It would apportion that amount after accounting for voluntary contributions of one third of the cost of UNFICYP by the Government of Cyprus and the annual pledge of $6.5 million from Greece. The Assembly would endorse the ACABQ's conclusions and recommendations and ask the Secretary-General to fully implement them. It would also decide that respective shares of the unencumbered balance for the missions for 1 July 1998 to 30 June 1999 of $374,000 gross ($421,700 net) would be set off against Member States’ obligations.

Another draft report includes a draft resolution on financing of the United Nations Observer Mission in Georgia (UNOMIG) (document A/ 54/902). By its terms, the Assembly would decide to apportion the additional $290,200 gross ($485,200 net) already appropriated by the Assembly for the period ending 30 June 1998. It would also decide to appropriate an additional $1.08 million gross ($1.07 million net) for that Mission's maintenance for the period ending 30 June 1999, inclusive of funds already approved for that period by the ACABQ.

The Assembly would decide to provide a budget of $30.05 million gross ($28.29 million net) for the Mission's maintenance for 1 July 2000 to 30 June 2001, and to endorse the recent conclusions and recommendations of the ACABQ on the Mission and call for their implementation.

According to another draft resolution contained in a Fifth Committee report before the Assembly, on financing the United Nations Mission of Observers in Tajikistan (UNMOT) (document A/ 54/903), the Assembly would decide that the unencumbered balance of $3.64 million gross ($3.21 million net) for 1 July 1998 to 30 June 1999 be set off against Member States' obligations.

The Assembly would also endorse the conclusions and recommendations on that matter by the ACABQ and ask the Secretary-General to implement them.

Before the Assembly was a report containing a draft resolution on financing the International Criminal Tribunal for the former Yugoslavia (document A/54/678/Add.1). By the terms of the text, the Assembly would request the Secretary-General to report in the 2001 budget of the Tribunal on actions taken or to be taken to improve the functioning of the Tribunal, including the recommendations of the Expert Group. It would also request the Secretary-General to submit a comprehensive report on the results of the implementation of the recommendations of the Expert Group at its fifty-sixth session.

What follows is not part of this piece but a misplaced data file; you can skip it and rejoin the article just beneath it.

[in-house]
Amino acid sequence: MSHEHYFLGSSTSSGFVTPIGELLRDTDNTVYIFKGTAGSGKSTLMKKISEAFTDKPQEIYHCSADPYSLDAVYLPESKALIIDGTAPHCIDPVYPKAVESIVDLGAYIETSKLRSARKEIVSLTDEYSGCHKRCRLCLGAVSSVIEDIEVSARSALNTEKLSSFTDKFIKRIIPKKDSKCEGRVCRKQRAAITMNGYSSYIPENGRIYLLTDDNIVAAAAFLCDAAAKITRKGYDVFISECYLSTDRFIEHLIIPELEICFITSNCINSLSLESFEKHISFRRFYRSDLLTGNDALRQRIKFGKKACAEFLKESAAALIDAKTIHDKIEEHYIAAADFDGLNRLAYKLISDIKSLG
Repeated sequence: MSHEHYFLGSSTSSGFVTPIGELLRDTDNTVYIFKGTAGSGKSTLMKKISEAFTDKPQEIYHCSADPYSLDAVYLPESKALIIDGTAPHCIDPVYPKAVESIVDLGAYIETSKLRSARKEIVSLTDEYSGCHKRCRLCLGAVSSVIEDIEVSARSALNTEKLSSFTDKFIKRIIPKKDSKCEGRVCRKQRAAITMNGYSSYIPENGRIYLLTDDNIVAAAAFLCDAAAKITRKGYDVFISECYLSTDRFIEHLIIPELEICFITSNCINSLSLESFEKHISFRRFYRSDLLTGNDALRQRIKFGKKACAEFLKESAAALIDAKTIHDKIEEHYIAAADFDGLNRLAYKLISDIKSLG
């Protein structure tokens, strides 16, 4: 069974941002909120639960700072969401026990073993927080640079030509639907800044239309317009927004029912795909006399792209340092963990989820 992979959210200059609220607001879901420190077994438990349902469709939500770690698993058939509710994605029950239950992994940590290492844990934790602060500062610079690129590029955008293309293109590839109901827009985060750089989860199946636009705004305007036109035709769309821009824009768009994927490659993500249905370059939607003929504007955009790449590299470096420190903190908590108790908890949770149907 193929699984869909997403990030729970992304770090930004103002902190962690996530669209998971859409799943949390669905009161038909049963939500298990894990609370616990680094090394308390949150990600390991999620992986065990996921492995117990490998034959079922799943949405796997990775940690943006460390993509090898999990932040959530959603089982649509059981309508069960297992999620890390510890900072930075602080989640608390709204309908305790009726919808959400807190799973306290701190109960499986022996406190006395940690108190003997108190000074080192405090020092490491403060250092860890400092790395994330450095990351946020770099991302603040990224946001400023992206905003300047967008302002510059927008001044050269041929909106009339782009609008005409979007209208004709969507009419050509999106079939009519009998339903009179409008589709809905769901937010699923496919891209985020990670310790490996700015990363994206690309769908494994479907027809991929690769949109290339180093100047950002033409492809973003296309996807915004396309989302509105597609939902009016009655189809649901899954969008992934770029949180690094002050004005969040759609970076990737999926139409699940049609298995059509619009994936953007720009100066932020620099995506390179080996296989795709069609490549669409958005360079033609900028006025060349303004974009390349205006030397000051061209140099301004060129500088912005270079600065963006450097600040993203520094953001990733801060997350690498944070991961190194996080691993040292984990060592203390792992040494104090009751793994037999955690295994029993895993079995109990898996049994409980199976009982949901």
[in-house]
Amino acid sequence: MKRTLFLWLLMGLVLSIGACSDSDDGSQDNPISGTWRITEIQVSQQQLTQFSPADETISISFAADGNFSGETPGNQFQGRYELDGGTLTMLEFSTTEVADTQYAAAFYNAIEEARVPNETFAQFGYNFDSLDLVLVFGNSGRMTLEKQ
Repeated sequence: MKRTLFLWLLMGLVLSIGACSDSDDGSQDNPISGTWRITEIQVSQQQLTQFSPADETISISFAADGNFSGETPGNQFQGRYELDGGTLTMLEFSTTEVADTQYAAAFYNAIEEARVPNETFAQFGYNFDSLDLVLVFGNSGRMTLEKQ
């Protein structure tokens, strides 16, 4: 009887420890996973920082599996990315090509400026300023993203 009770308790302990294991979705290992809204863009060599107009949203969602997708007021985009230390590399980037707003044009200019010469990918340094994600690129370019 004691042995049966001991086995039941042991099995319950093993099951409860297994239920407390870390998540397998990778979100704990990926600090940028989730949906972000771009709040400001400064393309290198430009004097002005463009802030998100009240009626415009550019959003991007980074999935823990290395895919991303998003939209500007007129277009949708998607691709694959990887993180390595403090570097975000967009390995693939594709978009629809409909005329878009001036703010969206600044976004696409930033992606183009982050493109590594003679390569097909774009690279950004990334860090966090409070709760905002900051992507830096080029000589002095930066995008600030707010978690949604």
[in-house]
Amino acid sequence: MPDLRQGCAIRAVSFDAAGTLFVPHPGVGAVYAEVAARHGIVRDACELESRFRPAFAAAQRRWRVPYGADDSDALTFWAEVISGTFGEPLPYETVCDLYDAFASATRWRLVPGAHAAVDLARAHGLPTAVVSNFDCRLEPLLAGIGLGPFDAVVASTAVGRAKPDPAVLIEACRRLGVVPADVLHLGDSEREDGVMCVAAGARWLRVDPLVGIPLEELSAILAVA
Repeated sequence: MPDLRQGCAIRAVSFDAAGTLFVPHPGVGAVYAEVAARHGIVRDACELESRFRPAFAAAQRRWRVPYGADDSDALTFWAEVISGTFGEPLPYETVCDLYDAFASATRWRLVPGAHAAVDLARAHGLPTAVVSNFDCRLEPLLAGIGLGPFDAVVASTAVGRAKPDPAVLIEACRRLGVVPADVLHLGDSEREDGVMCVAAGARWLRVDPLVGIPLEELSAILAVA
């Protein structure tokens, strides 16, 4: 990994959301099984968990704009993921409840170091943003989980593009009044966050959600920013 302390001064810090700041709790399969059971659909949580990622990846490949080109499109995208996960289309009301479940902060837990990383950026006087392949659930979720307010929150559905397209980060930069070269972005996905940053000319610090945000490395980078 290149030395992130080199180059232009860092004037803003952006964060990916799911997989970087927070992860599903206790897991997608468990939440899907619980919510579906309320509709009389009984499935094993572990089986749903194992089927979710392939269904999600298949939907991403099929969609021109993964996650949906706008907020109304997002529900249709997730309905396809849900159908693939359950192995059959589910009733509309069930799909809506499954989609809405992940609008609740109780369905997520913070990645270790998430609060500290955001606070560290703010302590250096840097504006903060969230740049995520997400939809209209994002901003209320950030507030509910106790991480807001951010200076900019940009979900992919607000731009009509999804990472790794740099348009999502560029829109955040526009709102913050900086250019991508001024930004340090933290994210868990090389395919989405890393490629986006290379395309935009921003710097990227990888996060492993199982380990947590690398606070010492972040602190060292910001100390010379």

A further report includes a draft resolution on financing the International Criminal Tribunal for Rwanda (document A/54/679/Add.1). By its terms, the Assembly would ask the Secretary-General to transmit the report of the Expert Group to the Security Council for its consideration, together with his comments on it. It would also ask him to report, in his next Tribunal budget, on actions taken or planned to improve the functioning of the Tribunal, including those recommendations of the Expert Group that remain under review to the extent that they can be implemented.

The Secretary-General would also be asked to submit a comprehensive report on the results of the implementation of the Expert Group’s recommendations to the fifty-sixth Assembly session. It would also confirm its previously approved appropriation for the Rwanda Tribunal.

Another report includes a draft resolution before the Committee on financing of the United Nations Mission in Bosnia and Herzegovina (UNMIBH) (document A/54/904). That text would have the Assembly decide to appropriate $158.71 million gross ($149.37 million net) for UNMIBH for 1 July 2000 to 30 June 2001.

It would also decide to set off the unencumbered balance of $19.64 million gross ($17.81 million net) for the period ending 30 June 1999 against Member States' obligations.

The Assembly had before it a report with a draft resolution on financing of the United Nations Transitional Administration for Eastern Slavonia, Baranja and Western Sirmium (UNTAES) and the Civilian Police Support Group (document A/54/905). By the terms of the text, the Assembly would decide that the unspent balance of $601,200 gross ($541,500 net) for 30 June 1998 and $263,160 gross ($359,960 net) for the period ending 30 June 1999 would be offset against Member States’ obligations.